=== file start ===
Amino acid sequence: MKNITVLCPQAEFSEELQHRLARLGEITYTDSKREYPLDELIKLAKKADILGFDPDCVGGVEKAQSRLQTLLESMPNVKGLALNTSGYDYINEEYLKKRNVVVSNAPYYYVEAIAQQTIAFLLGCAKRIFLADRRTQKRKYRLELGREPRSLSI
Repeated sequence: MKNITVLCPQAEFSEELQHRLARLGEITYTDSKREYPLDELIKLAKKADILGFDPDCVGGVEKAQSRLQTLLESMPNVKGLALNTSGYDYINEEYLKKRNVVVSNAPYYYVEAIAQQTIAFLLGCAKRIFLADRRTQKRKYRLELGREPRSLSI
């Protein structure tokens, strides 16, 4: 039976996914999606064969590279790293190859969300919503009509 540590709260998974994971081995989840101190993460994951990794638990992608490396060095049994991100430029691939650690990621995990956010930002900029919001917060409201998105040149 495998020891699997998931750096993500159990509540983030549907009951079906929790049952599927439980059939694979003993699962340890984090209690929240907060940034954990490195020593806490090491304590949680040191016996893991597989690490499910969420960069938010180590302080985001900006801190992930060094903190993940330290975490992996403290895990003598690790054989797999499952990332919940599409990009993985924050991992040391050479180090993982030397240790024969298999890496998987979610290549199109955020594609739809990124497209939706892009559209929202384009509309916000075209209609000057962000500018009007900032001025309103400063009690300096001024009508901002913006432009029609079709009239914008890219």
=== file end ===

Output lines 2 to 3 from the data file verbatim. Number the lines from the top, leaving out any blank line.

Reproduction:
Repeated sequence: MKNITVLCPQAEFSEELQHRLARLGEITYTDSKREYPLDELIKLAKKADILGFDPDCVGGVEKAQSRLQTLLESMPNVKGLALNTSGYDYINEEYLKKRNVVVSNAPYYYVEAIAQQTIAFLLGCAKRIFLADRRTQKRKYRLELGREPRSLSI
């Protein structure tokens, strides 16, 4: 039976996914999606064969590279790293190859969300919503009509 540590709260998974994971081995989840101190993460994951990794638990992608490396060095049994991100430029691939650690990621995990956010930002900029919001917060409201998105040149 495998020891699997998931750096993500159990509540983030549907009951079906929790049952599927439980059939694979003993699962340890984090209690929240907060940034954990490195020593806490090491304590949680040191016996893991597989690490499910969420960069938010180590302080985001900006801190992930060094903190993940330290975490992996403290895990003598690790054989797999499952990332919940599409990009993985924050991992040391050479180090993982030397240790024969298999890496998987979610290549199109955020594609739809990124497209939706892009559209929202384009509309916000075209209609000057962000500018009007900032001025309103400063009690300096001024009508901002913006432009029609079709009239914008890219």